Chips can go cold and suffer significant amount of wastage. If you exaggerate or guess the answer to any question in a meeting, you could find yourself paying tax based on a model which is not realistic.
However, Force Majeure and its relevance in the accounting period should be one of the first areas of review.
They will then use this information to ascertain that if X amount of a material was purchased then that would make Y number of the item for sale. Throwaway remarks or observations made in course of a meeting may be recorded and then can be used in the model.
This is where utmost care is required, It is very important that you do not showboat during the course of a meeting with HMRC. However, if for any reason the records which were used to prepare the original accounts are no longer available for HMRC inspection, then you are effectively inviting HMRC to ignore the original accounts and pursue their own sales figure via a BEM.
However, you need to remember that purchases do not always mean the resulting product was sold. This would affect business during the riots and for some time after. Force Majeure is also known as an act of god, which in terms of Mother Nature is incredibly useful.
Alternatively, the trading premises may have suffered a small fire or flooding, or it may be as obscure as significant road works in the proximity of the shop. In this study, I will base the example on the operation of a fish and chip shop. In our case, we have chips.
For example, say our chip shop was situated in the middle of an area in which there was a riot. If you do not give HMRC a reason to produce the model, then the results cannot be used against you. Find out how we can help you and your money.
If you can demonstrate that the model does not take into account specific events then HMRC will find it difficult to use the results of the BEM to justify adjustments. In respect of our fish and chip ship, say that on average 20 sacks of potatoes were purchased a month, HMRC can then calculate how many portions of chips would have been available to sell.
This is a fairly straightforward exercise, in which they test the accuracy of sales by modelling what the expected income should have been based on available business records. Y multiplied by the sale price will then ascertain what the sales should be once adjusted for closing stock.
Say, for example, in a business where an item is made from materials, they will perhaps use purchase invoices to ascertain how much of a material was purchased X. However, the first angle to review when formulating a defence against the results of a BEM is Force Majeure.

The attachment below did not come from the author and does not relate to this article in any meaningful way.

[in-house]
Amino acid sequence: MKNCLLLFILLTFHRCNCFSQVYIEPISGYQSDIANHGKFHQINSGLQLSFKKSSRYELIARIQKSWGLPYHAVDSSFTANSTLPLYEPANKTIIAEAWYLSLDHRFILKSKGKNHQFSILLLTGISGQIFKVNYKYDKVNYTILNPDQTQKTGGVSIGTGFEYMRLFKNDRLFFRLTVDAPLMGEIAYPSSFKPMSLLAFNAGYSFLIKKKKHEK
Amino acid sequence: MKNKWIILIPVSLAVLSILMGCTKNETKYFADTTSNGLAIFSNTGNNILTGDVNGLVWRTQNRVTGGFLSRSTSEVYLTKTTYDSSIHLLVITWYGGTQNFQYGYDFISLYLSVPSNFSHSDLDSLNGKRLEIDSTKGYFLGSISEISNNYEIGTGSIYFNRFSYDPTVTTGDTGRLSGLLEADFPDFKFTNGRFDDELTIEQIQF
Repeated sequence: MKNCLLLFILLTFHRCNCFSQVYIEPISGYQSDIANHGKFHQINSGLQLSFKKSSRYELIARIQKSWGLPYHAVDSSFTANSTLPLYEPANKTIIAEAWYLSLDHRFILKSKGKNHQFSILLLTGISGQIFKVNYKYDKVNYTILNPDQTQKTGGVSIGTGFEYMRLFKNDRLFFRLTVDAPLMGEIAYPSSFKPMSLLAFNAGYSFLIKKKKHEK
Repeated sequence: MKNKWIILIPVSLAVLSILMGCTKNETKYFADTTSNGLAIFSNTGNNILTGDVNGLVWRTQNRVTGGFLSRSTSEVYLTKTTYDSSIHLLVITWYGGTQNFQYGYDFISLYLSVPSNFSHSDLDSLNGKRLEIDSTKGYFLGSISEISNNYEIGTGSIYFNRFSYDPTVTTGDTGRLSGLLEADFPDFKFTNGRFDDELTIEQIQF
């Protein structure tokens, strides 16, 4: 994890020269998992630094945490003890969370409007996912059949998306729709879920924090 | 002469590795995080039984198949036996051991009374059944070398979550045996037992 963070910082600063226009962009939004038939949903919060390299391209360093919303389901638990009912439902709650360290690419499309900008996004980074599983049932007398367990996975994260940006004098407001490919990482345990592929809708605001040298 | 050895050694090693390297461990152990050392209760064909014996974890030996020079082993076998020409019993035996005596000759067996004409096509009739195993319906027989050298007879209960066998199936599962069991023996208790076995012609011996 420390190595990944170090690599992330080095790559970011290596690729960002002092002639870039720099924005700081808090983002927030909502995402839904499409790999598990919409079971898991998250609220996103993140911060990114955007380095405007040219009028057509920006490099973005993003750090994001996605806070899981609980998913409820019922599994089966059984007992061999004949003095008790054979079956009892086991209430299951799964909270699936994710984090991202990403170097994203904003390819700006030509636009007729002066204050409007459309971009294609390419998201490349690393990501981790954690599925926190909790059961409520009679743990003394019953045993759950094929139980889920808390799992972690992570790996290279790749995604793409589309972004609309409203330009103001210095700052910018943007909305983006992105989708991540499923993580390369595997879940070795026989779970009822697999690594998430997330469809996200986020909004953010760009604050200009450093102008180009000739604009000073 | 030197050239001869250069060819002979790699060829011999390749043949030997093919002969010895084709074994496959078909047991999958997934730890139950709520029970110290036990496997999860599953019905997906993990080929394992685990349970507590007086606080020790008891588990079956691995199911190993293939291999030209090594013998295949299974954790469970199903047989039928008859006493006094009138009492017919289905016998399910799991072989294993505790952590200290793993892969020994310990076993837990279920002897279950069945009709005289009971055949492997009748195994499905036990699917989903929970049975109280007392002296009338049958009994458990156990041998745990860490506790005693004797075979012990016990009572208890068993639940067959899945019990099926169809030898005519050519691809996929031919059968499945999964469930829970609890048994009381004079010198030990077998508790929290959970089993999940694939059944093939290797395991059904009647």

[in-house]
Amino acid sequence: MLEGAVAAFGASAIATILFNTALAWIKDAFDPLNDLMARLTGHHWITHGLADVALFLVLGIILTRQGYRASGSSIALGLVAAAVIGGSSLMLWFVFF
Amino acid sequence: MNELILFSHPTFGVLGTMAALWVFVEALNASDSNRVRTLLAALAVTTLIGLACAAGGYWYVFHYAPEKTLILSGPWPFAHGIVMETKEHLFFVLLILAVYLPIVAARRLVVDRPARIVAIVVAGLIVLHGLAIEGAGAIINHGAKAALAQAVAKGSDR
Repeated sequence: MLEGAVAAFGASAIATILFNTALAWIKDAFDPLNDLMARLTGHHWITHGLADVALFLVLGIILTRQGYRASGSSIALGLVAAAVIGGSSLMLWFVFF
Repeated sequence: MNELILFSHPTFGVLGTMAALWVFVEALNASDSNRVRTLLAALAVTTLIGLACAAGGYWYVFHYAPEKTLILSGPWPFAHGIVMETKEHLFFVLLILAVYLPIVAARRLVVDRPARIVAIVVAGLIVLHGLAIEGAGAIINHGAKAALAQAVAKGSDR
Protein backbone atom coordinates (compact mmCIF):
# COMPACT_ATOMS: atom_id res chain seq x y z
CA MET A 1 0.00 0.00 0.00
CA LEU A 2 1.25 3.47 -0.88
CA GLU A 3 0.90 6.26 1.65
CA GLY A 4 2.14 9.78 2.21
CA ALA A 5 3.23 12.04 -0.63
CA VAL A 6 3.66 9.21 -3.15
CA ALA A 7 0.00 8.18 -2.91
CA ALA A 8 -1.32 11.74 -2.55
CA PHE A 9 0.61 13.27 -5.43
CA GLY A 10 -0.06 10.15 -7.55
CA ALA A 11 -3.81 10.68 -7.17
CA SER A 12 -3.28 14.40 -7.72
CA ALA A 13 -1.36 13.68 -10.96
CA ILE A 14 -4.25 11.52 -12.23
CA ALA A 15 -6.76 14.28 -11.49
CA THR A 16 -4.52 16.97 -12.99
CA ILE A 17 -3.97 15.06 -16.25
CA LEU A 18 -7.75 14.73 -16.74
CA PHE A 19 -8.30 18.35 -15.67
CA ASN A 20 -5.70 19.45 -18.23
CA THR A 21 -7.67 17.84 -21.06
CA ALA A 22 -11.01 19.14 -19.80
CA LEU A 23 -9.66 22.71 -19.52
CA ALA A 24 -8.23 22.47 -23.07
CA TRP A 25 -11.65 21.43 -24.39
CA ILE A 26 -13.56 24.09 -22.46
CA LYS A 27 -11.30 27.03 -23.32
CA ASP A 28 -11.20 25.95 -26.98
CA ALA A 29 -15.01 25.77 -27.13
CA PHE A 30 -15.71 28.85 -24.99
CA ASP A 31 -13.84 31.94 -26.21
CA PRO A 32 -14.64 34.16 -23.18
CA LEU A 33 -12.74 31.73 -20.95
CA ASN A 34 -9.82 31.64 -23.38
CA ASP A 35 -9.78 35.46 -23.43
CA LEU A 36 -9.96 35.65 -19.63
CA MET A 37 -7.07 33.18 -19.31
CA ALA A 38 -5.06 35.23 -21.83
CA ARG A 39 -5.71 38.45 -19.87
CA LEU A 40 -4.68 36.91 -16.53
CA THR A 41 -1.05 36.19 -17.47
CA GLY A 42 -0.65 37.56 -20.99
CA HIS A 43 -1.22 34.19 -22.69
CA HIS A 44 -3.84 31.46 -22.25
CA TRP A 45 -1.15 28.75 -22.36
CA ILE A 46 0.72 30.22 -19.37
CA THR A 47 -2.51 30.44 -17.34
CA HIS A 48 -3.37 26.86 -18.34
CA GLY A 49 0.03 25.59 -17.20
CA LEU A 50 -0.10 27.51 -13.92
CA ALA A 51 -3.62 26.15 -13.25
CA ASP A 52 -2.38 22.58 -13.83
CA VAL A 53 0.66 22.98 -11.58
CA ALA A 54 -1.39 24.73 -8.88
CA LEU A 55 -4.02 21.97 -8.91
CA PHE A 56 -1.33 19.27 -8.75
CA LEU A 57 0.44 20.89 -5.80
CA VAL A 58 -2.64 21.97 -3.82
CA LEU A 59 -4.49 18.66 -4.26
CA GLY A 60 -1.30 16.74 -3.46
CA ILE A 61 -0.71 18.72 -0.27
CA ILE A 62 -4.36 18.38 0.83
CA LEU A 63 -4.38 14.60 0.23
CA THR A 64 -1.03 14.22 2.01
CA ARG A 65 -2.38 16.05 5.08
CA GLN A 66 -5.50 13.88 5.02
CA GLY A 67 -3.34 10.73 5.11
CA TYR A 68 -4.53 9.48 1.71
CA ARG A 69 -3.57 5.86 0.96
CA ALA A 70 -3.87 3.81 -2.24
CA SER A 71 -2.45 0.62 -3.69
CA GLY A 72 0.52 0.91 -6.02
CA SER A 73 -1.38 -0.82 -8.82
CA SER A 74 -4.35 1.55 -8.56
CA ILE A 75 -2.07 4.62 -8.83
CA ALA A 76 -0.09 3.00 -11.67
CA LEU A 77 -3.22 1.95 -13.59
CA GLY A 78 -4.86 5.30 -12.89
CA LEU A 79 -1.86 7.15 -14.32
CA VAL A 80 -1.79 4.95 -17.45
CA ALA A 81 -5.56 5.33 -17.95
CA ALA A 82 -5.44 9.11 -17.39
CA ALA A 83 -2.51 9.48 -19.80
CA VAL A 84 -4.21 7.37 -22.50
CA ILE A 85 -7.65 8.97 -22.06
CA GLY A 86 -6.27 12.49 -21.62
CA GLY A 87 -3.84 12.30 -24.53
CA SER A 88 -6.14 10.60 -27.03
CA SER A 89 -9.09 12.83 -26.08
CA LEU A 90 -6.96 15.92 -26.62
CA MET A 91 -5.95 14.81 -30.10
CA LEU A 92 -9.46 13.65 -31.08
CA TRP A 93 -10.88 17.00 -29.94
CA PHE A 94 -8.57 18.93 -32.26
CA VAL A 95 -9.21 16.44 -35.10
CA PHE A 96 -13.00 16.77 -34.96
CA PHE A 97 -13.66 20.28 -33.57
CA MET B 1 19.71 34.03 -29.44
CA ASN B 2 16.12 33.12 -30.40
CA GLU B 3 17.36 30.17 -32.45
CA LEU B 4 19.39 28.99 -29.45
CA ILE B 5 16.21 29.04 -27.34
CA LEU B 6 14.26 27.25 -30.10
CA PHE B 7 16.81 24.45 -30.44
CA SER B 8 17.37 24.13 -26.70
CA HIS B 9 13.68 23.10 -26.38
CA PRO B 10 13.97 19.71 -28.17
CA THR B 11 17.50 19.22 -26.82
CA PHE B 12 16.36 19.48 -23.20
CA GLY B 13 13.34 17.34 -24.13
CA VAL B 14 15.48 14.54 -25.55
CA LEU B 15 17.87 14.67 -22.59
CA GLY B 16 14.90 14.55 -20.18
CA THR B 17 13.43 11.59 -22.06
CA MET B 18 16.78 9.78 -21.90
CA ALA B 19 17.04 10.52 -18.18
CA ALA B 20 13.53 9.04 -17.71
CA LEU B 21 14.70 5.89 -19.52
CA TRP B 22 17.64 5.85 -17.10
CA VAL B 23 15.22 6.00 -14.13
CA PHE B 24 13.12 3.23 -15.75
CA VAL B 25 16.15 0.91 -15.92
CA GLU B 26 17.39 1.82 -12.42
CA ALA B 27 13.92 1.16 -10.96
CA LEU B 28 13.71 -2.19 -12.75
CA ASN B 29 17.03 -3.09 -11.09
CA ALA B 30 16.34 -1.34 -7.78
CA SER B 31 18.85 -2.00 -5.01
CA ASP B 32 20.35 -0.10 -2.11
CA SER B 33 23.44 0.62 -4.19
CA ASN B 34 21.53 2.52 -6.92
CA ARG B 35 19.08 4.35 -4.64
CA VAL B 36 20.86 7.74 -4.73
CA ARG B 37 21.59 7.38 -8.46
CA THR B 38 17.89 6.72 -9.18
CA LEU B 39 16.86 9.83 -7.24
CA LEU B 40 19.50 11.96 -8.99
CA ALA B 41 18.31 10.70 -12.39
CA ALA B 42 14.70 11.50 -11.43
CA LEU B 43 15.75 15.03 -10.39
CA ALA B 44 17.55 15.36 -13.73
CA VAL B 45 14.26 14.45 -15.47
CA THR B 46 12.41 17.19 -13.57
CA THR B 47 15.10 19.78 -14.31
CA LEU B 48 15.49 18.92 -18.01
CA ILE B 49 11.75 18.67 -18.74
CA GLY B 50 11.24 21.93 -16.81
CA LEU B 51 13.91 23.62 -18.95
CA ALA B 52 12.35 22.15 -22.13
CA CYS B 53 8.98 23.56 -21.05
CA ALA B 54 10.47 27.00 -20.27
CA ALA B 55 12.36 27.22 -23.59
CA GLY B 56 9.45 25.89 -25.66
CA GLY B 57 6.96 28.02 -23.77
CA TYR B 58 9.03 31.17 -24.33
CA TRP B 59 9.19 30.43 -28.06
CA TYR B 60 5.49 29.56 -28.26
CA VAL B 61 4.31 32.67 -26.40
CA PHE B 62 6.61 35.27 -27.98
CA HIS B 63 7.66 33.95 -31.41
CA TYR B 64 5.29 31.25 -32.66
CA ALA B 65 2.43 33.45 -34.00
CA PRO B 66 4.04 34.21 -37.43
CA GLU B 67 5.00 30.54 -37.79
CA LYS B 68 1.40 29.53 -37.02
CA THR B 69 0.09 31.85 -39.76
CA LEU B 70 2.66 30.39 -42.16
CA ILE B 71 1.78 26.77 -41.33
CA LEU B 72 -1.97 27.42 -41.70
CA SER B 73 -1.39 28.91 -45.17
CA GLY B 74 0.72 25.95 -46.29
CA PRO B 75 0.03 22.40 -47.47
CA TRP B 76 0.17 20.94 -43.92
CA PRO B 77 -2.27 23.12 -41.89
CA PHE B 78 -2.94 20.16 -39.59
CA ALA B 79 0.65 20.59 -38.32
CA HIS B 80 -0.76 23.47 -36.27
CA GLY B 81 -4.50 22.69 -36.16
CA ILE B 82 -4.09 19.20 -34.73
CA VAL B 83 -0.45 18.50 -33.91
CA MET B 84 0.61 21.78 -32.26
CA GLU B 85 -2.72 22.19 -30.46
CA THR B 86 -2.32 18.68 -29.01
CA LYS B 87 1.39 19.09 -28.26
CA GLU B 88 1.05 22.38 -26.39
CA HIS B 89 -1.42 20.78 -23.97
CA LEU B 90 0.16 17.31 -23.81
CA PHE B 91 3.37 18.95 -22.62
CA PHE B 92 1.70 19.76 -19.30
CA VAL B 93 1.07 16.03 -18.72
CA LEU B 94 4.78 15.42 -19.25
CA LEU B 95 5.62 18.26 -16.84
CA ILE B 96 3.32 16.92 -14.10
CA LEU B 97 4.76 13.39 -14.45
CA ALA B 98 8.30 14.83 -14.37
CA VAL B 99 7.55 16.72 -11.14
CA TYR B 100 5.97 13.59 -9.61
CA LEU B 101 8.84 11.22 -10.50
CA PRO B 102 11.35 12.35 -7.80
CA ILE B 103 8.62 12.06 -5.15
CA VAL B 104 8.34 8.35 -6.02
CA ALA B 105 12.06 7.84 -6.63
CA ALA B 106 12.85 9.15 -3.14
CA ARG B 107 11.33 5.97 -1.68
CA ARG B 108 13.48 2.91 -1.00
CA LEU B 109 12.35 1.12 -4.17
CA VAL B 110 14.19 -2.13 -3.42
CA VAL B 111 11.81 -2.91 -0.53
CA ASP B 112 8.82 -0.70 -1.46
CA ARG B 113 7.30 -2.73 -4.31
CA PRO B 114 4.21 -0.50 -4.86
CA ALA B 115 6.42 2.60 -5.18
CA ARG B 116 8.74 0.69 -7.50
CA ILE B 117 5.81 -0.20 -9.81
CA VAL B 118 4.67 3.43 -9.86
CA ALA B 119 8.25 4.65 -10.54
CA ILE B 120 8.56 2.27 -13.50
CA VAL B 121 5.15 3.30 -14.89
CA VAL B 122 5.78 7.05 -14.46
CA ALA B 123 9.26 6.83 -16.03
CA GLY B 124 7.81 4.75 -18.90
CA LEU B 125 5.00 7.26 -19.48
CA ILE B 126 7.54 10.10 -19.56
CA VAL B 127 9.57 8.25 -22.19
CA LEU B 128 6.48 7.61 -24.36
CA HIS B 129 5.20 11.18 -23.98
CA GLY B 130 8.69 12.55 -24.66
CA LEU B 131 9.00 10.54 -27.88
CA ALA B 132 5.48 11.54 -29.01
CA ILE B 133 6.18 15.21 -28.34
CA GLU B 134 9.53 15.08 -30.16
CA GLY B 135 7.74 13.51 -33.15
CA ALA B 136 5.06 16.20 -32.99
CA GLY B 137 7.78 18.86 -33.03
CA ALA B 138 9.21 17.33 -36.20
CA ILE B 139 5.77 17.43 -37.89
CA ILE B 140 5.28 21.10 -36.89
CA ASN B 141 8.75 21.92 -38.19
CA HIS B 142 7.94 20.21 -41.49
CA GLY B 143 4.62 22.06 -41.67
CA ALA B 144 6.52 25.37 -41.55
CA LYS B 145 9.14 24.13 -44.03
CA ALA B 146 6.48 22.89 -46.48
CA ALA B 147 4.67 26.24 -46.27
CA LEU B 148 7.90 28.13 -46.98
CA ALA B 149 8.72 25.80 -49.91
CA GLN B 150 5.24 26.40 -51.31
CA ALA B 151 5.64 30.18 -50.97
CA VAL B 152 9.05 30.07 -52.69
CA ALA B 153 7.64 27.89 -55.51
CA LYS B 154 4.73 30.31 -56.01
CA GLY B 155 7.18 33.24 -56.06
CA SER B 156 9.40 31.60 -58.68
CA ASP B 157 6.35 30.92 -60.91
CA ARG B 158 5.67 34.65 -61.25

Method In the circumstances of incomplete records, HMRC will try and base the starting point of their model on what they consider to be indisputable evidence.
The defence of Force Majeure involves discrediting the results of the HMRC model to show that it does not take into account specific events which affected the business during the accounting period.
Just because raw material comes in, does not mean it was sold. Force Majeure can be anything which has caused an unusual result, such a chance event or accident.
Defence There are many defences against the results of a business economic model. Background BEMs should always be resisted, as experience teaches us that the result will invariably be against you.Home» Case Studies» Economics» Micro / Business / Managerial Economics Case Studies Micro / Business / Managerial Economics Case Studies In case you are not able to complete the transaction successfully, please send an email to [email protected] A case study tells what happened to and in a business (or non-profit, or industry) over time.
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On occasion during an enquiry into a tax return, HM Revenue & Customs (HMRC) may wish to test the accounts included in a taxpayer’s return by using a Business Economic Model (BEM). This is a fairly straightforward exercise, in which they test the accuracy of sales by modelling what the expected income should have been based on available business.
Representing a broad range of management subjects, the ICMR Case Collection provides teachers, corporate trainers, and management professionals with a variety of teaching and reference material. The collection consists of Economics case studies and research reports on a wide range of companies and industries - both Indian and international, cases won awards in varies competitions, EFMD Case.Download